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NASA’s Opportunity Mars Rover finds evidence of Ancient Lake

NASA’s Mars rover Opportunity has found rocks at the edge of Endeavour Crater that might have been a lake of liquid water. The scientists believe that the rocks were either transported by a flood or eroded in place by the wind.

Salient Facts

NASA’s Opportunity rover has been investigating on and near the western rim of Endeavour Crater since 2011. The Endeavour Crater is about 22 km across.

Opportunity has found out a pattern of striations running east-west outside the crest of the rim. The features have been observed just outside the crater rim’s crest above “Perseverance Valley”.

To ascertain whether the rocks are present in-place or got transported, scientists plan to drive Opportunity down Perseverance Valley. The Perseverance valley extends for a distance of about two football fields. It slopes down from the crest into the Endeavour crater.

The scientists are looking into several hypotheses for the perched lake. As per one hypothesis, one of the possibility is that a flood might have brought in the rocks and carved out the Perseverance valley. Another believes that the area was fractured by the impact that created Endeavour Crater.


Mars has a rich variety of geological features: huge craters, broad plains, tall mountains, deep canyons, and much more. NASA’s Opportunity, also known as MER-B is a robotic rover investigating the Martian surface since 2004. It was launched in 2003 as a part of NASA’s Mars Exploration Rover program. The rover landed on the Martian surface in 2004.


NASA launches World’s Lightest Satellite designed by Indian Student

NASA has launched world’s lightest satellite weighing only 64 grams designed by 18-year-old boy Rifath Sharook from Tamil Nadu. The tiny satellite has been named as KalamSat after the former President APJ Abdul Kalam. The tiny satellite was launched into space on a sounding rocket from NASA’s facility in Wallops Island.

Salient Facts

KalamSat is a 3-D printed satellite. This is the first time that 3-D printing technology is used to make satellites.

To participate in NASA’s contest Cubes in Space in partnership with the global education company, I Doodle Learning, Sharook and his team had designed a 1 kg CubeSat. But as the CubSat was costly the group made a smaller version for the contest and came up with ‘KalamSat’.

By using the concept called BalloonSats, the group created a Near Space Launch Vehicle (NSLV) to launch KalamSat. BalloonSats are designed to carry lightweight experiments into near-space.

The tiny satellite weighs only 64 grams which is lighter than a smartphone. The satellite has been made of reinforced carbon fibre polymer.

The satellite was operated for 12 minutes in a micro-gravity environment of space after its flight. The purpose behind the launch of KalamSat was to demonstrate the performance of 3D-printed carbon fibre.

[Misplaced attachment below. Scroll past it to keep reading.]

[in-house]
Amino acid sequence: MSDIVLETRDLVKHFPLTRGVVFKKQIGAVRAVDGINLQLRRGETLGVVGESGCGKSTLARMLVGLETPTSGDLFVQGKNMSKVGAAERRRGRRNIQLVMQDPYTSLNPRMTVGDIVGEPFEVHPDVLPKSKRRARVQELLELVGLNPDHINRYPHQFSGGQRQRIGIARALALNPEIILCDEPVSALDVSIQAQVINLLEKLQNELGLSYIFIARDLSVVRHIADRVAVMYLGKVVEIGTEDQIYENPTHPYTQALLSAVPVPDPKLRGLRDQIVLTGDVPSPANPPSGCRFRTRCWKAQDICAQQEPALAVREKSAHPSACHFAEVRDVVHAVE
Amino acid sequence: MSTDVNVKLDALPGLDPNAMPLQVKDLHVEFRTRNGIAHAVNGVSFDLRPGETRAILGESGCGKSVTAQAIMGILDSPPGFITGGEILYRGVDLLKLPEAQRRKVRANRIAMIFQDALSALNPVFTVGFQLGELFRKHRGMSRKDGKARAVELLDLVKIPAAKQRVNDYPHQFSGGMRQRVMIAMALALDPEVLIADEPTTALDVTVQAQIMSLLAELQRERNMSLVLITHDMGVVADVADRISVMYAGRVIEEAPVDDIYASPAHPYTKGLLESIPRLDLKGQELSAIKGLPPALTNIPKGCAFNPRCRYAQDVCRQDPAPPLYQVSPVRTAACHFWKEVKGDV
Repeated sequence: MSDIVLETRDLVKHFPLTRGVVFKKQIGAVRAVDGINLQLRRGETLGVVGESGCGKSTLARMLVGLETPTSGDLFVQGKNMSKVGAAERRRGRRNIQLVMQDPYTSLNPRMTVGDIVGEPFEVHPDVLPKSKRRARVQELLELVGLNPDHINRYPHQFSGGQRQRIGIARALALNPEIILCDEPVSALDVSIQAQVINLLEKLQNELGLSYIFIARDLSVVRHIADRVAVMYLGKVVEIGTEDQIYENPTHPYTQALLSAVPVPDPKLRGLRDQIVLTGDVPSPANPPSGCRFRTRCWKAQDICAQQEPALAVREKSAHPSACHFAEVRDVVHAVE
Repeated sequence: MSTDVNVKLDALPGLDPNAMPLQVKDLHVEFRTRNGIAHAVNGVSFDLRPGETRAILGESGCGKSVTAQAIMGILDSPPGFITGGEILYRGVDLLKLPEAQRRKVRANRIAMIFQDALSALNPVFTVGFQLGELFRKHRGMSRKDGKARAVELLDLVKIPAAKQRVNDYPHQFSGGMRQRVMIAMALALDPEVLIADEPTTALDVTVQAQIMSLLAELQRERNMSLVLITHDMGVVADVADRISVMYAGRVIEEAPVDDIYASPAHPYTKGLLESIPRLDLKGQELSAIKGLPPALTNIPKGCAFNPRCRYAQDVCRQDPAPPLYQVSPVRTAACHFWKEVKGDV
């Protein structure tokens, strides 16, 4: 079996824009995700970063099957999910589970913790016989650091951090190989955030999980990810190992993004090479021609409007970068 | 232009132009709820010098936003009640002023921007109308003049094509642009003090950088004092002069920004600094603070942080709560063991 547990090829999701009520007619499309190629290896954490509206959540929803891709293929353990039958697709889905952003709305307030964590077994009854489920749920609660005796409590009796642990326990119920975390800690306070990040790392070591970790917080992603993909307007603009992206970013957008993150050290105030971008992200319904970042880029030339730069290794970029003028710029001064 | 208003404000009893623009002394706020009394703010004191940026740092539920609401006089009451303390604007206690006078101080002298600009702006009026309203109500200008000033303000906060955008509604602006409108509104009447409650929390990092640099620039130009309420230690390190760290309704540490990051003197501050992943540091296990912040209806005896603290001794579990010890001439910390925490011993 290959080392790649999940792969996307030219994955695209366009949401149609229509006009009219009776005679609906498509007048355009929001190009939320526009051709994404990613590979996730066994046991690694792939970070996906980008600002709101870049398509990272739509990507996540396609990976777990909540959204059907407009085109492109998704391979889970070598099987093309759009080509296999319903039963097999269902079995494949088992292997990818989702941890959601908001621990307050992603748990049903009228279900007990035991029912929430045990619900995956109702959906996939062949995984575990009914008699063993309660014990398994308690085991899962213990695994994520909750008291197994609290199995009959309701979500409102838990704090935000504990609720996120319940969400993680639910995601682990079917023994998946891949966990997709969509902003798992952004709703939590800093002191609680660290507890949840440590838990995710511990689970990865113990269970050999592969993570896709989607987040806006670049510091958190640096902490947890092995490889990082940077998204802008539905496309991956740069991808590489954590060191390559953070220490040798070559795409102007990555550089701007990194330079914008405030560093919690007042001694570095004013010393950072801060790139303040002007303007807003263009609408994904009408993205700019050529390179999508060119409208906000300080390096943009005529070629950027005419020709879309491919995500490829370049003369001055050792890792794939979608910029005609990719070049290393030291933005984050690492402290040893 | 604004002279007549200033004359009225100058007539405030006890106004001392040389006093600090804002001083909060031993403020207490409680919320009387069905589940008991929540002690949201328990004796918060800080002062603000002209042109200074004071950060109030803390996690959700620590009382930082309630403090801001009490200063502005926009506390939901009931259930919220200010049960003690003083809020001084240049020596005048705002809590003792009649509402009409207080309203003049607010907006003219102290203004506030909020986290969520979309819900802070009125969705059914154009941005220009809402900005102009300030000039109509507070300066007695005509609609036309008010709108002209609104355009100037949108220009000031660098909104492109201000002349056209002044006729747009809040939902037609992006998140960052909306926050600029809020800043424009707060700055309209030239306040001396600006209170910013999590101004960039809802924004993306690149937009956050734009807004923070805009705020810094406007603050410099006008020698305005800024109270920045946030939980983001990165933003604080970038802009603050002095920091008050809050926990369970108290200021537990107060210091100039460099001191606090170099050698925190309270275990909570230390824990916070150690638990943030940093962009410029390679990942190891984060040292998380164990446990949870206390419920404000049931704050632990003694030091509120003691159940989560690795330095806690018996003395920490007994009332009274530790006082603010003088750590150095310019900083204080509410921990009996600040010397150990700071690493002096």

NASA tests ROSA on Space Station for First Time

NASA is testing the effectiveness of a flexible solar array, the Roll-Out Solar Array, or ROSA, on space station for the very first time. ROSA is expected to one day power satellites and spacecraft. NASA had earlier tested the ROSA technology in vacuum chambers on the Earth but this is the first time it is testing the technology in space.

Salient Facts

ROSA is an advanced, flexible solar array that rolls out like a tape measure. The ROSA is very much flexible so that it can be adapted to different sizes including very large arrays. ROSA is expected to provide power for a variety of future spacecraft and satellites. ROSA will be an asset for satellite radio and television, weather forecasting, GPS and other services used on the Earth.

The NASA engineers remotely attached the ROSA to the International Space Station’s robotic Canadarm2. ROSA will remain attached to the Canadarm2 over seven days to test its effectiveness. Scientists will test the effectiveness of ROSA  in the microgravity and extreme temperatures of space.

ROSA is smaller and lighter than the traditional panels and has a centre wing build of a flexible material containing photovoltaic cells to convert light into electricity. The narrow arm extends on both the sides of the wing to provide support, called a high strain composite boom. These booms are like split tubes made of a stiff composite material. The technology of the booms will be a boon for communications and radar antennas and other instruments.


Unlike the traditional solar array panels, ROSA has the potential to make solar arrays more compact and weigh lighter. The traditional solar panels which are at present used to power satellites are very bulky with panels being folded using mechanical hinges. ROSA with significantly less mass and volume can offer substantial cost savings and increase the power for satellites. ROSA is 20% lighter and 4 times smaller in volume than the traditional panels.

In addition, ROSA technology can provide solar power to remote locations.